Stress, Burnout, Anxiety et al. in your work | INFJ Forum

Stress, Burnout, Anxiety et al. in your work

Discussion in 'Education and Careers' started by schubert4life, Jun 11, 2017.

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  1. schubert4life

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    Hi,

    This will be my first post to this forum after taking a test which seems to identify me with the INFJ personality type. I have struggled to find a convincing answer to dealing with stress, burnout, anxiety 'et al.' when it comes to work, so thought I would try here since it seems I face the same kind of problem as other INFJs.

    Context:

    Throughout my life (I'm 20), I always worked my hardest and gave it my all in whatever it was I truly wanted to achieve. Achieving some of the highest results my high school ever saw, alongside successfully getting into a world-class music college in my junior years, I felt like I was on top of the world, particularly as someone coming from a family where having these options just wasn't the case. By age 16, the world was my oyster: I was beginning the next step in my life after having worked my way up to this point. Things still went well for the next two years, and I found myself in a position to go and study Music at Cambridge. Again, this was huge for someone like me coming from a family who didn't go to university, let alone one of the best in the world so worked tirelessly towards achieving this goal, not only for me but for my family too.

    This is where things started to go a bit pear-shaped. Juggling the demands of school alongside studying at music college meant 6 days of school, and 1 day off on the weekends. It was intense, though my love of music college got me through the struggles this schedule brought. Going into my exams, I was stressed and tired from all the constant study I was putting in to achieve the grades for my offer. On my second exam, one which I was expecting to do quite well on, suddenly brought on an anxiety attack for the first time in my life, which, of course, I did not anticipate. This threw everything out of focus. It became clear that the pressure to get in was just too much. I had spent my entire life working hard with focus when it came to my goals, yet for the first time in my life, this method seemed to 'fail' me. Fast-forwarding 2 years on from that, I narrowly missed the grades after all 6 exams and didn't get in. Of course, hindsight is a wonderful thing as it became clear that going there wouldn't have been the best for me, and am happy at another highly reputable university.

    With that aside, this still leaves the elephant in the room: working hard doesn't mean success (all the time). But if that is the case, which I realise now, what is a satisfying conclusion to draw from this, both in terms of not driving myself to that point again, but also wanting to put my all into the things I do as an INFJ? This is the sticky dilemma I find myself in now at university and just in my day-to-day life. I have taken up meditation which has helped a great deal in dealing with those times anxiety crops up my life. This has brought me out of slump and is something I will continue to do. Yet, whilst I have this coping mechanism to keep me grounded, there is still that fear that this wouldn't be enough to prevent me from experiencing another anxiety attack like that which I experienced two years ago if I started 'working hard' again like I did. The fear has made me feel almost boxed in from unleashing my true capabilities and potential as I felt I had prior to that exam event. Is it a simple case of using the meditation but not changing the work ethic I had in the past? Is that work ethic just flawed in itself, despite working for me for so long?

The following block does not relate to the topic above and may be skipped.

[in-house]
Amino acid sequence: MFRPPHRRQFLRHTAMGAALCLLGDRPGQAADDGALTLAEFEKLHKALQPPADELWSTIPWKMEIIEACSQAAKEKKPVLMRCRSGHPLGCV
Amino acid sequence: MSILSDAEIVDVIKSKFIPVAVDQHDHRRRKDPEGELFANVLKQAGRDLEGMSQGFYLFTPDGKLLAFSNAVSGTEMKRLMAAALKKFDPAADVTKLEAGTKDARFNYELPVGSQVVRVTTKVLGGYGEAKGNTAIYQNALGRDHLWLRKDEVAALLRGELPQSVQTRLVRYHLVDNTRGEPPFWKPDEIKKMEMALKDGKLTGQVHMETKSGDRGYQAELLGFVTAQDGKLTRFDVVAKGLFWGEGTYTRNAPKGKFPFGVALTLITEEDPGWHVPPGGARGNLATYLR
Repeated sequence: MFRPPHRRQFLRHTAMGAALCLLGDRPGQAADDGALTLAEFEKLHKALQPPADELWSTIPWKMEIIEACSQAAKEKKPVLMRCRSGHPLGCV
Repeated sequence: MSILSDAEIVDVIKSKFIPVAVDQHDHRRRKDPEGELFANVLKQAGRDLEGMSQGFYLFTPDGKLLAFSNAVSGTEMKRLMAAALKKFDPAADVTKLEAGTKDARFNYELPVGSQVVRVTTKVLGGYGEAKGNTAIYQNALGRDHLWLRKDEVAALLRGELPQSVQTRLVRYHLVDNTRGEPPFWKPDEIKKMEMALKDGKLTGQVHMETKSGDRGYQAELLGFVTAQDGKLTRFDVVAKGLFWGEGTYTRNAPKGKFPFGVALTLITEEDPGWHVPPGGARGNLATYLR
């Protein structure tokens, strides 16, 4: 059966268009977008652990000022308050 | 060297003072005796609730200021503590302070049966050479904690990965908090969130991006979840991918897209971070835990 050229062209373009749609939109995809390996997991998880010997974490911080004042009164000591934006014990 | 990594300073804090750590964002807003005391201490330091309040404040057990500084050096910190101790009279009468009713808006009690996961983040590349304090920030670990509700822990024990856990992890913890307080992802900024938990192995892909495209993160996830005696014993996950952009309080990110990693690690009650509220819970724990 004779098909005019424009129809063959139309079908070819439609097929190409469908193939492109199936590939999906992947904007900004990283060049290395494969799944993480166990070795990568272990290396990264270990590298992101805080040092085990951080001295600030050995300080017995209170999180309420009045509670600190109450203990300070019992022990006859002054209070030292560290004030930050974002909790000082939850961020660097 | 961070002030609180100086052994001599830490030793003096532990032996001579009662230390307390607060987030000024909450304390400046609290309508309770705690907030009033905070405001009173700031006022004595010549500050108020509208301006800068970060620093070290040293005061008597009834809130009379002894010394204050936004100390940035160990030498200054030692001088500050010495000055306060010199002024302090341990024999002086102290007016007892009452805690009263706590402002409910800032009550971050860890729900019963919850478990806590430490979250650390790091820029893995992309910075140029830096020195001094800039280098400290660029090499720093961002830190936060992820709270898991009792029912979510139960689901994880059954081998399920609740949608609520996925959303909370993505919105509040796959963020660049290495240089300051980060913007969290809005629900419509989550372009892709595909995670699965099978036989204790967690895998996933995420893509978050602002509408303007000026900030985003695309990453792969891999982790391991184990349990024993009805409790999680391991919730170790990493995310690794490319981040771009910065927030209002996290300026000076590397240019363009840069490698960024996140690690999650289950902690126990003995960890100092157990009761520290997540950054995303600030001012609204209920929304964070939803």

This is an interesting topic so would be interested in any responses/advice! What did you do to get round this? Is this something you struggle with currently?
     
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  2. James

    James Infamy, infamy.. they've all got it infamy
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    It's difficult but I think you should try to find a balance where you feel able to apply yourself, but not get over stressed. Ensure you pay as much attention to your well being physically and emotionally, as you do your studies. try to keep up with hobbies and interests and social activity. So you can have fun.

    Life is not only about achieving goals.
     
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  3. Pin

    Pin "Magnificent Bastard" / Ren's Counterpart

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    Exercising helps me deal with stress, sour moods, and unproductive distractions. I'm not a believer in running away from one's problems but I do endorse running one's problems away.

    The first step to feeling like a leader is looking like one.
     
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  4. Roses In The Vineyard

    Roses In The Vineyard Community Member

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    Once a person breaks down like that things will never really be the same and recovering is never easy, not everyone was made to handle constant pressure and stress like that without there being some issues.
     
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